Back to your work drive: As you approach the city main, EVOS alerts you that air pollution levels are high and switches your environmental controls to settings that minimize exposure. The car then offers alternative less polluted routes (if available) to your destination.
Once you’re in the city, stopping at lights and encountering more traffic, EVOS switches to electric-only mode, broadcasting signals readable by local law enforcement to indicate that, despite the car’s exhaust tailpipe, you’re driving your hybrid in electric mode (this assumes future scenarios where driving a hybrid in electric mode becomes mandatory, say on high pollution days). As the bumper-to-bumper traffic slows, EVOS offers to switch to autonomous driving mode, giving you a chance to check email on your phone or tablet before arriving at work. And as you approach your destination, EVOS locates a vacant inductive charging port, then guides you to the space. Congratulations, you made it! (Ford summarizes these features as: advanced filtration, user interface, healthy touring, workload estimation and wellness monitoring.)
That’s the gist of Ford’s publicly disclosed future thinking, anyway, and it prompted an interesting exchange between Wozniak and Buczkowksi. Buczkowksi opened by describing Ford’s goals as “making your experience with the vehicle seamless with the outside world.” Wozniak countered that “the more tech you build in, the more it should be optional.”
“Cars used to be an escape,” said Wozniak, noting that he sometimes uses driving as a way to “get away” and rarely takes calls in vehicles (handsfree or no). “You want technology to improve the experience, but also to stay out of the way — to let you be you,” he continued, though when the conversation shifted to navigation, Wozniak danced in the other direction, lobbying for more semiotically nuanced onboard computers: “I just want navigation to guide me like a real human,” he said, critiquing the way navigational instructions parse today, then throwing in a plug for augmented reality windshields, where directions might overlay the road through the windshield (think Google Glass super-sized) the way television broadcasters overlay football fields with seamless game-related visual cues.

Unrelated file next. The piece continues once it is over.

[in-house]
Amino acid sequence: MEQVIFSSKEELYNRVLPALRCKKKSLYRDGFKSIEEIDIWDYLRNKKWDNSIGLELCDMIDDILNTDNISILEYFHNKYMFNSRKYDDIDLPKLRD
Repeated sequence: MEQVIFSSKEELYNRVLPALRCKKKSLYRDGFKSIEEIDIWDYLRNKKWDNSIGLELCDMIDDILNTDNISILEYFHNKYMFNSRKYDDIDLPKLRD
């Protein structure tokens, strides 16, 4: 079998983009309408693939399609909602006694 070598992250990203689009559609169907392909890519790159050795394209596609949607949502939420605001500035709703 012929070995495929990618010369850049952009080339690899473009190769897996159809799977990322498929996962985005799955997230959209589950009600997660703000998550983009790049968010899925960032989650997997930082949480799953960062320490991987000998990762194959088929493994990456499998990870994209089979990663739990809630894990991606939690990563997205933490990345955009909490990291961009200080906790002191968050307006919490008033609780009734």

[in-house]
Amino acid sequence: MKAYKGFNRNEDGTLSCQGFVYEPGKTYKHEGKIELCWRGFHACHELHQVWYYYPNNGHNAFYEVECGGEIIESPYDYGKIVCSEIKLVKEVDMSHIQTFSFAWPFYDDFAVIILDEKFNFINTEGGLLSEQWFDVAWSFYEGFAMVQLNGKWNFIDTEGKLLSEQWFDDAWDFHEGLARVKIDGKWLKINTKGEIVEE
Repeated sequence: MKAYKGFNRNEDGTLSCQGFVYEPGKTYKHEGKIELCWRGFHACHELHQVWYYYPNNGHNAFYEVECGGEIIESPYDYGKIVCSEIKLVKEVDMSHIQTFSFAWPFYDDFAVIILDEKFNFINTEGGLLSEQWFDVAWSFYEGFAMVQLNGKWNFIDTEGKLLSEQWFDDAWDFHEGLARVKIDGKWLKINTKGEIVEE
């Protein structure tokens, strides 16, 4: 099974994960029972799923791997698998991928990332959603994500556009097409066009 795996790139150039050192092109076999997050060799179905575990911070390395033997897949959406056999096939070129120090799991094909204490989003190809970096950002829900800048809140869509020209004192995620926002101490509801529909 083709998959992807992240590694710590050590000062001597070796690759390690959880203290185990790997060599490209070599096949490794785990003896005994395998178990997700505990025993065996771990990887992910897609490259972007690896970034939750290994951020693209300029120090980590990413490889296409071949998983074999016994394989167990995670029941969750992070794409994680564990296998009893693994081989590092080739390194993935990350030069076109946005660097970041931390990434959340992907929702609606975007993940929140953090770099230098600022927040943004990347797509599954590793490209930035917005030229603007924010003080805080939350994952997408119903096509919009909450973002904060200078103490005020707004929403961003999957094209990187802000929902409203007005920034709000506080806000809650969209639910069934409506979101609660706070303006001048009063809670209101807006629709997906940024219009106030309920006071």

“But what about open API development?” asked someone in the audience, bringing up vehicle interoperability and third-party integration. Buczkowski parsed the question cautiously, noting that Ford already “partly leverages open API development,” though admitting that it’s “really key” to the company’s future. Wozniak took the opportunity to offer advice: “Ford should say we’re making more than cars, we’re making a platform for cars,” he told Buczkowski, who didn’t disagree, but noted that Ford has to think about stiff industry safety regulations when determining what is or isn’t allowed inside a Ford vehicle. That resonated with Wozniak, who added “This is a very complicated system even compared to an iPhone as far as input/output goes.”
When might we see EVOS? Probably never: Ford has no plans to produce its concept car. But fanciful as some of its features sound, every one is based on technology that exists today. The question raised here wasn’t “Can we?” but “Should we?” and, more to the point, “How should we?”
Buczkowski’s right, of course, when he says “You shouldn’t have to program your home or navigation systems; these things should learn adaptively over time.” The other question — and no one’s answered it yet, including Ford — is how companies should implement automation in ways that don’t feel ham-handed and actually mitigate distraction instead of complicating things. That, and with data privacy and security in the hot-seat, there’s the question of who has access to all this vehicle-aggregated data as well as how secure it is from hacking. We’re talking about information that includes where you’ve driven, how you drove, how excited you got while doing so and what you jammed to along the way.
“Is my car going to keep my secrets secret from other people?” asked Wozniak. Even if it does, there’s the question of whether vehicles ought to become another data lode for the data-mining overlords. As Ford’s head of global marketing, Jim Farley, put it in an earlier session, when everyone makes both beautiful and reliable vehicles, trust becomes the differentiator: In an always-online automotive future, who do you trust?